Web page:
This pious monk is considered the father of Western monasticism, and for good reason – he literally wrote the book on it. The Rule of Saint Benedict has served as a guidebook for millions of monastics throughout the centuries, famously summed up by the phrase “Ora et Labora” – pray and work. The patron saint of monks and spelunkers built a dozen monasteries in his lifetime, but his last one was truly impressive: a hulking hilltop fortress called Monte Cassino. I’ve visited the massive stone fortress where Benedict died, and reflected on the impact of his prayer and work. Benedict believed that prayer and work aren’t mutually exclusive, and that times of work and prayer can go together. Prayer infuses mission with meaning.
Takeaway: Instead of trying to fix your problems by work alone, start with prayer. Then, as you work, continue to see it as an offering or a constant supplication. Let your work and prayer be one.
John of the Cross
The Christian life is beautiful, but it isn’t easy. In this life we will have trouble. John of the Cross was no exception. His level of devotion was so extreme that another group of monks kidnapped and imprisoned him, bringing him out for regular public floggings. It was during the desperate time that he wrote the epic poem Dark Night of the Soul. He eventually tore the hinges off his cell and escaped, and went on to found a handful of monasteries. Like John of the Cross, and Mother Teresa many years later, I too struggle with dark nights of the soul. John’s life encourages me to weather those difficult times – to make Christ my rock and anchor in the storms of life.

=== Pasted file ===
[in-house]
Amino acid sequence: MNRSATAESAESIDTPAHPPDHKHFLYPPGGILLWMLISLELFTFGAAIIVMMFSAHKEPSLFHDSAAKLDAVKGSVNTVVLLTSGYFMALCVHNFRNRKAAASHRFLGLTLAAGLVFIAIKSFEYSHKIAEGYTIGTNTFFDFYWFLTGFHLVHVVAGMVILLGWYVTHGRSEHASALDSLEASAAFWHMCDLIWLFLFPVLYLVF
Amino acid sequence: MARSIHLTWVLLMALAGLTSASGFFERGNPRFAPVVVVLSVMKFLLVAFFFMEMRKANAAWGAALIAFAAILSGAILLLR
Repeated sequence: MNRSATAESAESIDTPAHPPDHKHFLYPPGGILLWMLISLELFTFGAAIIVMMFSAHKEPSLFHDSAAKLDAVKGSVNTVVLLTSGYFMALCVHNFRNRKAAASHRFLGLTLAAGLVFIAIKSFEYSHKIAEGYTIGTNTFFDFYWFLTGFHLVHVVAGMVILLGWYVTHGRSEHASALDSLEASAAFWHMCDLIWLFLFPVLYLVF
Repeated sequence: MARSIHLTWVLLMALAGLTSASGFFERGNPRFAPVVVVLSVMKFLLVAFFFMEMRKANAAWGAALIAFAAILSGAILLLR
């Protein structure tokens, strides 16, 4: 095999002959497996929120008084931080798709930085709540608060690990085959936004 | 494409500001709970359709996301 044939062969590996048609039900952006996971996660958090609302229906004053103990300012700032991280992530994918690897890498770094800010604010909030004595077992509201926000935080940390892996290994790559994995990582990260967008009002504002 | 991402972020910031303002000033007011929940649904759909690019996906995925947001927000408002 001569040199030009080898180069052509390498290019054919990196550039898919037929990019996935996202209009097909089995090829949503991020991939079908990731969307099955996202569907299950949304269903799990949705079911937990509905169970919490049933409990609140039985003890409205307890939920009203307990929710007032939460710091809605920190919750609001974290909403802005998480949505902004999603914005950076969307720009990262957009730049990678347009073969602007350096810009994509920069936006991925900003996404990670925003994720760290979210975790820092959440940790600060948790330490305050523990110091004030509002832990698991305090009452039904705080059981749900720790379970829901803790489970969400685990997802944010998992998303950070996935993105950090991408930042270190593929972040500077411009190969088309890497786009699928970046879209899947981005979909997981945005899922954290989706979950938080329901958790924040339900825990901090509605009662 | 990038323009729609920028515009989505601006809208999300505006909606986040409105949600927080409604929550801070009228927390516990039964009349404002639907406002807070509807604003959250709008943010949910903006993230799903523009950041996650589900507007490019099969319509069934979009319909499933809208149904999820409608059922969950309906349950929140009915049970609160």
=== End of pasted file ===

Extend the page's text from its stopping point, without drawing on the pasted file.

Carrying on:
Takeaway: Make Jesus your firm foundation. Rather than trying to fix or avoid problems, take time to do the greater work in prayer.
Roger Schütz was 25 years old when World War II started, and he decided that Switzerland was too safe a place for any Christian to be during a time of war. So he bicycled to France. One night he stopped in an almost-abandoned hilltop town called Taize, and an elderly woman invited him in for dinner. She asked him to stay in Taize, and he did. As the war progressed, Roger helped Jewish refugees flee from Nazi persecution. As the years went on, more and more people started to visit Taize — today, almost 100,000 young people visit each year, for prayer and meditation. My wife and I visited Taize, and it was a wonderful experience. We prayed before breakfast, before lunch, and after supper, and each time of prayer started with 8 minutes of silence. Our goal was to “maintain inner silence in all things so as to dwell with Christ.”
Takeaway: Rather than always asking for things during prayer, set aside a moment to simply spend time with Jesus.
Literally tens of millions of people are part of the Christian faith family because of the work of Wesley and his fellow ministers. The tiny preacher had a big mission – he’s famous for declaring “the whole world is my parish.” I’ve had the opportunity to visit Wesley’s simple house, where I discovered a curious walk-in closet off his bedroom – his prayer room.